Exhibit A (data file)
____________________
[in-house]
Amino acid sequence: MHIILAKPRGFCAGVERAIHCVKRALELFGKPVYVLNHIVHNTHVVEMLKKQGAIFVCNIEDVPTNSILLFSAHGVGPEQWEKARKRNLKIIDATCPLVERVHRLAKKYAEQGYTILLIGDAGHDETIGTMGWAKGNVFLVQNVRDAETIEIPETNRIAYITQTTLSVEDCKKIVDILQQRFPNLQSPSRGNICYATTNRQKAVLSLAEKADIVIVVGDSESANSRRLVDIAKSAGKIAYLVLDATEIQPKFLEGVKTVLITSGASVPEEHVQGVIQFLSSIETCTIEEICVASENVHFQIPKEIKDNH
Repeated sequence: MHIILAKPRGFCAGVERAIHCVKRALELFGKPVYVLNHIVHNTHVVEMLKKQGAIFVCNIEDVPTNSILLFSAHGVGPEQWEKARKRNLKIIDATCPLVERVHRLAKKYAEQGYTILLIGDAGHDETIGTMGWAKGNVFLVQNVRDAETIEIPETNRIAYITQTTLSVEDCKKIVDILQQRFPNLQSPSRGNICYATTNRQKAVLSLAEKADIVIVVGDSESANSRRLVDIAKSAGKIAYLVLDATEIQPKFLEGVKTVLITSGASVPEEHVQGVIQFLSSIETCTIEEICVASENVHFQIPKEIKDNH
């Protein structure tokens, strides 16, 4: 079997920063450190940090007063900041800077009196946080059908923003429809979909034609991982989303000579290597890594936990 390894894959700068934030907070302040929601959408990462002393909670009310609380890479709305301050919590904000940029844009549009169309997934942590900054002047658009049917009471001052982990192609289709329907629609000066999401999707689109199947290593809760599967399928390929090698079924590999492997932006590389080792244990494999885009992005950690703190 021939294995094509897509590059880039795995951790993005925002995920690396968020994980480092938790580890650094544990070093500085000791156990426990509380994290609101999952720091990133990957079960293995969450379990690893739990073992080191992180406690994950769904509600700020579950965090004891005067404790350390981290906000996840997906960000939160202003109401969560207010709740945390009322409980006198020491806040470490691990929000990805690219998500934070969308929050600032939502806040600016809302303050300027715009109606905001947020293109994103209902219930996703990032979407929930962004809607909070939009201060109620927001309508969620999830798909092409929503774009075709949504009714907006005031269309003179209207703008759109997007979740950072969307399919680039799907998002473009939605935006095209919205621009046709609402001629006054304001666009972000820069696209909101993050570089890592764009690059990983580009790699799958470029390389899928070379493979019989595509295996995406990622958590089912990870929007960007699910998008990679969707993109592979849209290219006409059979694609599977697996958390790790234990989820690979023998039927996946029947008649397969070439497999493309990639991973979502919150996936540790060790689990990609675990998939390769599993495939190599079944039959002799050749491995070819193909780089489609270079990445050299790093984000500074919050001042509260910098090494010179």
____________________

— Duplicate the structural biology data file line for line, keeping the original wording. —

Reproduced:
[in-house]
Amino acid sequence: MHIILAKPRGFCAGVERAIHCVKRALELFGKPVYVLNHIVHNTHVVEMLKKQGAIFVCNIEDVPTNSILLFSAHGVGPEQWEKARKRNLKIIDATCPLVERVHRLAKKYAEQGYTILLIGDAGHDETIGTMGWAKGNVFLVQNVRDAETIEIPETNRIAYITQTTLSVEDCKKIVDILQQRFPNLQSPSRGNICYATTNRQKAVLSLAEKADIVIVVGDSESANSRRLVDIAKSAGKIAYLVLDATEIQPKFLEGVKTVLITSGASVPEEHVQGVIQFLSSIETCTIEEICVASENVHFQIPKEIKDNH
Repeated sequence: MHIILAKPRGFCAGVERAIHCVKRALELFGKPVYVLNHIVHNTHVVEMLKKQGAIFVCNIEDVPTNSILLFSAHGVGPEQWEKARKRNLKIIDATCPLVERVHRLAKKYAEQGYTILLIGDAGHDETIGTMGWAKGNVFLVQNVRDAETIEIPETNRIAYITQTTLSVEDCKKIVDILQQRFPNLQSPSRGNICYATTNRQKAVLSLAEKADIVIVVGDSESANSRRLVDIAKSAGKIAYLVLDATEIQPKFLEGVKTVLITSGASVPEEHVQGVIQFLSSIETCTIEEICVASENVHFQIPKEIKDNH
């Protein structure tokens, strides 16, 4: 079997920063450190940090007063900041800077009196946080059908923003429809979909034609991982989303000579290597890594936990 390894894959700068934030907070302040929601959408990462002393909670009310609380890479709305301050919590904000940029844009549009169309997934942590900054002047658009049917009471001052982990192609289709329907629609000066999401999707689109199947290593809760599967399928390929090698079924590999492997932006590389080792244990494999885009992005950690703190 021939294995094509897509590059880039795995951790993005925002995920690396968020994980480092938790580890650094544990070093500085000791156990426990509380994290609101999952720091990133990957079960293995969450379990690893739990073992080191992180406690994950769904509600700020579950965090004891005067404790350390981290906000996840997906960000939160202003109401969560207010709740945390009322409980006198020491806040470490691990929000990805690219998500934070969308929050600032939502806040600016809302303050300027715009109606905001947020293109994103209902219930996703990032979407929930962004809607909070939009201060109620927001309508969620999830798909092409929503774009075709949504009714907006005031269309003179209207703008759109997007979740950072969307399919680039799907998002473009939605935006095209919205621009046709609402001629006054304001666009972000820069696209909101993050570089890592764009690059990983580009790699799958470029390389899928070379493979019989595509295996995406990622958590089912990870929007960007699910998008990679969707993109592979849209290219006409059979694609599977697996958390790790234990989820690979023998039927996946029947008649397969070439497999493309990639991973979502919150996936540790060790689990990609675990998939390769599993495939190599079944039959002799050749491995070819193909780089489609270079990445050299790093984000500074919050001042509260910098090494010179």